It was our destiny to be overtaken by rain and mist on the Tre Sassi. Before we left the Hospice, a few uncertain drops were already beginning to fall, and by the time we reached the summit, the Marmolata was gleaming in the same ghostly way as before, through fast-gathering vapours.

From this point, all is new. Skirting first the base of Monte Lagazuoi, then of the abrupt crag locally known as the Sasso d'Istria, we pass close above some large unmelted snow-drifts, and so down into a steep romantic glen traversed by a clear torrent "musical with many a fall" and crossed every here and there by a narrow bridge of roughly hewn pine trunks. Sometimes where there is no bridge the water sparkles all across the path, and those on foot have to spring from stone to stone as best they may. Dark firs and larches, growing thicker and closer as the dell dips deeper, make a green gloom overhead. Ferns, mosses, and wild flowers grow in lush luxuriance all over the steep banks, and carpet every hollow. Gaunt peaks are seen now and then through openings in the boughs, as if suspended high up in the misty air. And ever the descending path winds in and out among huge boulders covered with bushes and many-coloured lichens.

And now, as we go on, the sky darkens more and more. Then a light steady mist begins to fall; the mist turns to rain; the rain becomes a storm; and the mountains echo back a long low peal of distant thunder. Meanwhile the road has become very steep and slippery, and the horses keep their feet with difficulty. Then the glen turns and widens, and Castel d'Andraz–a shattered, blank-eyed ruin perched high upon a pedestal of crag–comes suddenly into sight. Steep precipices skirt the ruin on one side, and upland pastures on the other; a green valley opens away beyond; and the grassy slope beside the bridle-path is full of large wild orange lilies and crimson dog-roses that flame like jewels in a ray of sunshine which breaks at this moment through the clouds. Not even the sheets of rain still pelting pitilessly down, can blot out the wonderful beauty of the view, or reconcile me to the impossibility of stopping then and there to sketch it.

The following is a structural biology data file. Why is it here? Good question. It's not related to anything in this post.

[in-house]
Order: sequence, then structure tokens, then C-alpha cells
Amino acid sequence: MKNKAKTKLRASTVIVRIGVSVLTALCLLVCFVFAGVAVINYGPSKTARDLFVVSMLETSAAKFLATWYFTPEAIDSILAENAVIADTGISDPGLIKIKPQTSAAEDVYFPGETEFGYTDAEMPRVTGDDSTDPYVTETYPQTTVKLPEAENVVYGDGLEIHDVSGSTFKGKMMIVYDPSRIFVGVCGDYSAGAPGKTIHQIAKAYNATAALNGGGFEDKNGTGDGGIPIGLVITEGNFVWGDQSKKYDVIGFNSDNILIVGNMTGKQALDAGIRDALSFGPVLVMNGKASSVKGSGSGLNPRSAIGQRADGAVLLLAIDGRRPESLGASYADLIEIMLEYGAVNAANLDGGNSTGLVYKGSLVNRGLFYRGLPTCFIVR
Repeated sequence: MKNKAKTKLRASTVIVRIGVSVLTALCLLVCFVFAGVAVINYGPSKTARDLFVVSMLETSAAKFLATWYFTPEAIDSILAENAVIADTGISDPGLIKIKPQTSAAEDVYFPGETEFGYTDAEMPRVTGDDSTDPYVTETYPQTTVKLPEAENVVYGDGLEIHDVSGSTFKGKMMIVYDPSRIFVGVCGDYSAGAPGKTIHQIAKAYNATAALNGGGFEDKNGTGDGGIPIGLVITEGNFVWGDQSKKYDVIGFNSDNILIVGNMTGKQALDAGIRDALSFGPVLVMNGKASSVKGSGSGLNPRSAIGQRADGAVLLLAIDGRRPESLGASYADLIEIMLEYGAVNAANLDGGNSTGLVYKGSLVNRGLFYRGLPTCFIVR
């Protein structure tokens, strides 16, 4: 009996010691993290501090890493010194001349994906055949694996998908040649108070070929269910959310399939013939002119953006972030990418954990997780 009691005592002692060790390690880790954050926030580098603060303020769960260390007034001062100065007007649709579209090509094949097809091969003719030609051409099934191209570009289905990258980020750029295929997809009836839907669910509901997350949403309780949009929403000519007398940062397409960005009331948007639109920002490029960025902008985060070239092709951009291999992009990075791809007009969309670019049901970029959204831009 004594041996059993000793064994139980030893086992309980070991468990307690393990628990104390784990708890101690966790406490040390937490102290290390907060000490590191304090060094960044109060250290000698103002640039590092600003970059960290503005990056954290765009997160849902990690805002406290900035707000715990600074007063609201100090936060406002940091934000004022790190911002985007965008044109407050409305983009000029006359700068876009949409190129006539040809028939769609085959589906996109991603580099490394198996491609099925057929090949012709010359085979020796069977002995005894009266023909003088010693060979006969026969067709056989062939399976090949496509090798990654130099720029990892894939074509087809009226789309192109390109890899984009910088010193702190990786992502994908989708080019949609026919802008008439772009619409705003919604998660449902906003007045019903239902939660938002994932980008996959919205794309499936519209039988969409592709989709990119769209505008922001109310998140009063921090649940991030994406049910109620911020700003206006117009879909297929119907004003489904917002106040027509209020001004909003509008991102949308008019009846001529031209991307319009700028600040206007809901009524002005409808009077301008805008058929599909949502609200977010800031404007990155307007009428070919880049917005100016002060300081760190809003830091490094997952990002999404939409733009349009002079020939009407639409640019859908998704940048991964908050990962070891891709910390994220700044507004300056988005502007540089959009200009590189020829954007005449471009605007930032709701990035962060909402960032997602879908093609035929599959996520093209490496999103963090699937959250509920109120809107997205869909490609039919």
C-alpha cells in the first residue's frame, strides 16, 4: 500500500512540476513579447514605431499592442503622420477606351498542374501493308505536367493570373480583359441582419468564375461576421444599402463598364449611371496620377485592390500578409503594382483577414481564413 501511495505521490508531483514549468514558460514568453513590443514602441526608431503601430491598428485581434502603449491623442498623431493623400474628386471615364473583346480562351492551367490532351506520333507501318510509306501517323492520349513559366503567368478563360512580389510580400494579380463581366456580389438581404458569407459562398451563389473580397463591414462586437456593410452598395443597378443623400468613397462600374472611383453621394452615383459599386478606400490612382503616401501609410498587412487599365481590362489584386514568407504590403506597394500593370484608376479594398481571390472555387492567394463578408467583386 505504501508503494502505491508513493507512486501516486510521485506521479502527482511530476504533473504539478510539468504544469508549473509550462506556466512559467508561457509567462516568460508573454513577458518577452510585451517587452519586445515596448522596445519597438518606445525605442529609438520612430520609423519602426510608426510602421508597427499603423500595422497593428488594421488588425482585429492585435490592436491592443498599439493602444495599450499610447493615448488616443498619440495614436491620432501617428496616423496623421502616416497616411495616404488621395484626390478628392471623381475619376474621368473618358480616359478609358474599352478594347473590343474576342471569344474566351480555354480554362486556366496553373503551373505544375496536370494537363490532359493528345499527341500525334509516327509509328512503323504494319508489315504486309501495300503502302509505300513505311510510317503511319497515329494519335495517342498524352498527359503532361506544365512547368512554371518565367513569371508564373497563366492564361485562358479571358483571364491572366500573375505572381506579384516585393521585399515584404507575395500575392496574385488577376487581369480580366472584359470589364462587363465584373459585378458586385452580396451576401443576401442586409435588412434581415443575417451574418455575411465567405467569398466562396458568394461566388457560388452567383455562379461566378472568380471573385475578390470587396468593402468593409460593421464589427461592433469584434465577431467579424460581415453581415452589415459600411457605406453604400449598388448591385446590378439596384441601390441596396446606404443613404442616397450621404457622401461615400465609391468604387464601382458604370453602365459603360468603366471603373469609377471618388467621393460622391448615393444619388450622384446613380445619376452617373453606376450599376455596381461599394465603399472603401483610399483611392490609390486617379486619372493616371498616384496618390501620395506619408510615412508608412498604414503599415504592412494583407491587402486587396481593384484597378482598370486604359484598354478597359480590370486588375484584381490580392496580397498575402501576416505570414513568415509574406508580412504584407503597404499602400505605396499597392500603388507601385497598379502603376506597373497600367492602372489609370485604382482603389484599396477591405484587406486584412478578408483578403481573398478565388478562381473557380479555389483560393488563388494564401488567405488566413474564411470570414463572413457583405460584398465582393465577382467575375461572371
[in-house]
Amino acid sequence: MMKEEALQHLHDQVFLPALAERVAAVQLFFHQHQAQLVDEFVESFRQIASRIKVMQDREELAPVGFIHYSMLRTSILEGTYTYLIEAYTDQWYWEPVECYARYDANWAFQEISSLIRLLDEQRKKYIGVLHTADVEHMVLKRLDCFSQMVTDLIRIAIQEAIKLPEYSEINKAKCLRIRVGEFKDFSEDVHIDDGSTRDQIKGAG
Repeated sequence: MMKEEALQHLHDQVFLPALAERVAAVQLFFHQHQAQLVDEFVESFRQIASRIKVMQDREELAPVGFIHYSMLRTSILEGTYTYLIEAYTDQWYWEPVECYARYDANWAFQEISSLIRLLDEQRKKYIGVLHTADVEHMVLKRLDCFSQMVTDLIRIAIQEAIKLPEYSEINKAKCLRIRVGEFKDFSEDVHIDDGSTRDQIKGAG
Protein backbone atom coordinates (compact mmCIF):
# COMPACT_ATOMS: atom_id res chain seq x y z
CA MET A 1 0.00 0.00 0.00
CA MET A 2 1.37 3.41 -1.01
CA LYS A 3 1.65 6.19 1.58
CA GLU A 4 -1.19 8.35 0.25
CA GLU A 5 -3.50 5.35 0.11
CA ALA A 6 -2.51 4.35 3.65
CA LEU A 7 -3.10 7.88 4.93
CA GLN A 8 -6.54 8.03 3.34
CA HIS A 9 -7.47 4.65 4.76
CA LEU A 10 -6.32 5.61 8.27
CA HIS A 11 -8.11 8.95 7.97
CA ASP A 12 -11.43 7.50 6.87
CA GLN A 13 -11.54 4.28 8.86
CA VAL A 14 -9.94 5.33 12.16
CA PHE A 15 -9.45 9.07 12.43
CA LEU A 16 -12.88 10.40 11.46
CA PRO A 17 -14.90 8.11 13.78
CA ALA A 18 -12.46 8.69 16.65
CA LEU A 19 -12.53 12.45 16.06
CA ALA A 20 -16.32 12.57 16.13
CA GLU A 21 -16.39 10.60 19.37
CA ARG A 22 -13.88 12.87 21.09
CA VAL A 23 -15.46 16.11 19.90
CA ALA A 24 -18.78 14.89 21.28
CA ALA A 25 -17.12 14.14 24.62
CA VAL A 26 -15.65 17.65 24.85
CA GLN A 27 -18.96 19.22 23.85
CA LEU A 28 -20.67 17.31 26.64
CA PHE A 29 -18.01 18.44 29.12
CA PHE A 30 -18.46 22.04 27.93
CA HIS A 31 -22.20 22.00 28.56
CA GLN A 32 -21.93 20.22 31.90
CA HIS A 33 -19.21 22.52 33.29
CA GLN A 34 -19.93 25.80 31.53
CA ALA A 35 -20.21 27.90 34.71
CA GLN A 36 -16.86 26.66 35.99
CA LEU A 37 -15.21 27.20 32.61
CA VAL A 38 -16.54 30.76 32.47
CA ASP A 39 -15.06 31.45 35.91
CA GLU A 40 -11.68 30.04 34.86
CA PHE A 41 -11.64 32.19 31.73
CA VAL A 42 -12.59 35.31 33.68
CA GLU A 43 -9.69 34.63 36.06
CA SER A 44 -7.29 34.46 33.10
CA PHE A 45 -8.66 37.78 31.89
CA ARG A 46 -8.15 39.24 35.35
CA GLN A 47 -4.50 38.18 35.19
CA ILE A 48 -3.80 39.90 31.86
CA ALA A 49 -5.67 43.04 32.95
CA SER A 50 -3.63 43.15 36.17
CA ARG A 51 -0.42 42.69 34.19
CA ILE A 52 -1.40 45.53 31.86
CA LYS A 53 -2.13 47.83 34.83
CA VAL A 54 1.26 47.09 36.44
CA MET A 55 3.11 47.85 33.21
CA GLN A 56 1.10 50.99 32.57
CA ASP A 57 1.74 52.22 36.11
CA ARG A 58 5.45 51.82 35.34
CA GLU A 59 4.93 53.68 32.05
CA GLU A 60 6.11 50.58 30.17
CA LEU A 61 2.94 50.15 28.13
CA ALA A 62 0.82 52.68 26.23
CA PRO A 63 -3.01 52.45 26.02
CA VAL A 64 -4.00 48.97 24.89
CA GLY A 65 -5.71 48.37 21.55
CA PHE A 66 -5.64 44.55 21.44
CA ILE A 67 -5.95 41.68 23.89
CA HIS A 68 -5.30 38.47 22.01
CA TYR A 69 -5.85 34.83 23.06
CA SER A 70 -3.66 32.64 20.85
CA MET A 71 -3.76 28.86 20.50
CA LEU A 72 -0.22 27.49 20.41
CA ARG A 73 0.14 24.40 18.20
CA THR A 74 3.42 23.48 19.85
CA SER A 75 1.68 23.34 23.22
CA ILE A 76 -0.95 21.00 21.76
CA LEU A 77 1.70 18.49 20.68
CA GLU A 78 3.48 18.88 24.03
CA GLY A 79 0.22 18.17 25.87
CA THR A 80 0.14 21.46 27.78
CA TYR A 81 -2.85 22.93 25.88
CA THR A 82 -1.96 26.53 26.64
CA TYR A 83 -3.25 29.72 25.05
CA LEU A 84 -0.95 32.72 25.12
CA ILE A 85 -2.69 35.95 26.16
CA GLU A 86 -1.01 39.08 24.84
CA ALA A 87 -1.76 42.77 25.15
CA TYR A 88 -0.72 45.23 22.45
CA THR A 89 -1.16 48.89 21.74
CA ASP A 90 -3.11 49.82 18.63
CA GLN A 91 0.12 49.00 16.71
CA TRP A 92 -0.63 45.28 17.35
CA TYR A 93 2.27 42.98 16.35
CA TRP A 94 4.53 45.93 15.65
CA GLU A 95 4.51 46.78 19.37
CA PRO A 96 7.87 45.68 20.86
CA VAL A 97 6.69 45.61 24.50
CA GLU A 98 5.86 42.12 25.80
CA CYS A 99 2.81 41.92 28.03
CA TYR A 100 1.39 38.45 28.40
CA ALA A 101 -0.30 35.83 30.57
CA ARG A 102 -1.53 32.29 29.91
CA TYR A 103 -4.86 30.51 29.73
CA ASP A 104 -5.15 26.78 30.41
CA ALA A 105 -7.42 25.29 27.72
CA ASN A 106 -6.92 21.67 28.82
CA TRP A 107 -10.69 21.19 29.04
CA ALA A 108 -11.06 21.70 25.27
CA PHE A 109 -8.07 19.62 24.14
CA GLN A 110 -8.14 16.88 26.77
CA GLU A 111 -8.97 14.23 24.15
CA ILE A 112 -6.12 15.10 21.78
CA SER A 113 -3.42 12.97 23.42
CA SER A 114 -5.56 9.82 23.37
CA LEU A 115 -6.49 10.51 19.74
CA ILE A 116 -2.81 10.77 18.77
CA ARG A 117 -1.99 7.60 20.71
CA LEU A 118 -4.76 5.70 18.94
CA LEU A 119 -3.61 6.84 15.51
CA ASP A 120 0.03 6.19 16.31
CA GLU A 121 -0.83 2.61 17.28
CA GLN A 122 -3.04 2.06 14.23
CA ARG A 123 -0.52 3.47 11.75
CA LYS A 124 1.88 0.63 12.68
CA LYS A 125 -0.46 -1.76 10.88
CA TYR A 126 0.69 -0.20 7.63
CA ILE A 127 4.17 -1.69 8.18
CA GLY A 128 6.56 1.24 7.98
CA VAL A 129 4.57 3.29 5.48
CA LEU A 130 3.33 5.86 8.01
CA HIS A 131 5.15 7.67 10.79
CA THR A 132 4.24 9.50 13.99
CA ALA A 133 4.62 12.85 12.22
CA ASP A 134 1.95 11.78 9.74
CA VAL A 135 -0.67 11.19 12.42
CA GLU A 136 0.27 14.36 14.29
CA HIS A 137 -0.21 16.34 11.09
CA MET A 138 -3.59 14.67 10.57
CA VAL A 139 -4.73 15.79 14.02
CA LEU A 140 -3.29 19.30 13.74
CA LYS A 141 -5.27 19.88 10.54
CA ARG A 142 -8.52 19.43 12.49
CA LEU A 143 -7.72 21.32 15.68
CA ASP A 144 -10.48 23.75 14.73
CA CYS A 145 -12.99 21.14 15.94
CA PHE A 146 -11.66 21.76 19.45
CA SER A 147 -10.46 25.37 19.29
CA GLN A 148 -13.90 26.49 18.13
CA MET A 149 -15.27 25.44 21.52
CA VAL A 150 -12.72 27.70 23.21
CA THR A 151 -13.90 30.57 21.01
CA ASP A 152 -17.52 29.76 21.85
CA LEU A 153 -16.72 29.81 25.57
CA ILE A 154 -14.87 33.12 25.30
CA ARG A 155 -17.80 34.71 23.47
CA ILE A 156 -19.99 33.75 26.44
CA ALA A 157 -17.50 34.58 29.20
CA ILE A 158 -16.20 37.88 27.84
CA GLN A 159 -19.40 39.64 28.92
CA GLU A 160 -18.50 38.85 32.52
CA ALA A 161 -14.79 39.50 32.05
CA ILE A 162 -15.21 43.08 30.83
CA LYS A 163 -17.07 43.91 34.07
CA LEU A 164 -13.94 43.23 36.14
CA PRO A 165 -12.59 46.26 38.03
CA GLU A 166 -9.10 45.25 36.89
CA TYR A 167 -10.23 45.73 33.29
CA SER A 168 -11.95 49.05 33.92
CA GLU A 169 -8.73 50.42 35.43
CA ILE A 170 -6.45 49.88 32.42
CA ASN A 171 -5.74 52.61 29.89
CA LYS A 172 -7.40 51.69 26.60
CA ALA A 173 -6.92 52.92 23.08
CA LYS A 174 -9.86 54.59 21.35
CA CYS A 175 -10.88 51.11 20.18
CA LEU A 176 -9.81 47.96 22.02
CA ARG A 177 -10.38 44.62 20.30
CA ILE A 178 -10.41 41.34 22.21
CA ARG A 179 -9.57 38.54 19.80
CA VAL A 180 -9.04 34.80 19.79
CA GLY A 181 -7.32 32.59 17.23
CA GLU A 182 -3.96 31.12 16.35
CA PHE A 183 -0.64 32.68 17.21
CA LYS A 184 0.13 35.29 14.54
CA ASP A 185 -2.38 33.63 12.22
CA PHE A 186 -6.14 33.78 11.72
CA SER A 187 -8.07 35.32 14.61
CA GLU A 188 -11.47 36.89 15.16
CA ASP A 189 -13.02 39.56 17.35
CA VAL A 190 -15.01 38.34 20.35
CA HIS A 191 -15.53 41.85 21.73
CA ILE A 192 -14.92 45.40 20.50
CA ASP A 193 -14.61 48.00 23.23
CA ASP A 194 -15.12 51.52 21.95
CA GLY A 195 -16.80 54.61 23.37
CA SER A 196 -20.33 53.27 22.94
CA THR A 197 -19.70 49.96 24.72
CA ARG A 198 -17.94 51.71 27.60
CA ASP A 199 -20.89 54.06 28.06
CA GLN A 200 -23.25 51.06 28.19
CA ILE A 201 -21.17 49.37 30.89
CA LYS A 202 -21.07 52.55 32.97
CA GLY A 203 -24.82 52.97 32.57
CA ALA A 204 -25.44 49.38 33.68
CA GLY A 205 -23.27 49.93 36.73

We ride on, however, for fully three-quarters of an hour more, stumbling over wet stones and sliding down steps hewn in the solid rock, till at length the little hamlet of Andraz, 12 half hidden among trees and precipices, and framed in overhead by a magnificent fragment of rainbow, appears in welcome proximity close beneath our feet. Another turn of the road, and we are there. The men are wet through; the horses are streaming; the rain runs in rivers off our waterproof cloaks; our umbrellas are portable gargoyles. In this state we alight at the door of Finazzer's tiny hostelry and "birraria"–a very small, clean, humble place; where, having taken off our wettest outer garments and dried ourselves thoroughly at a blazing kitchen fire, we order hot coffee and prepare to make the best of our position till the sky clears again.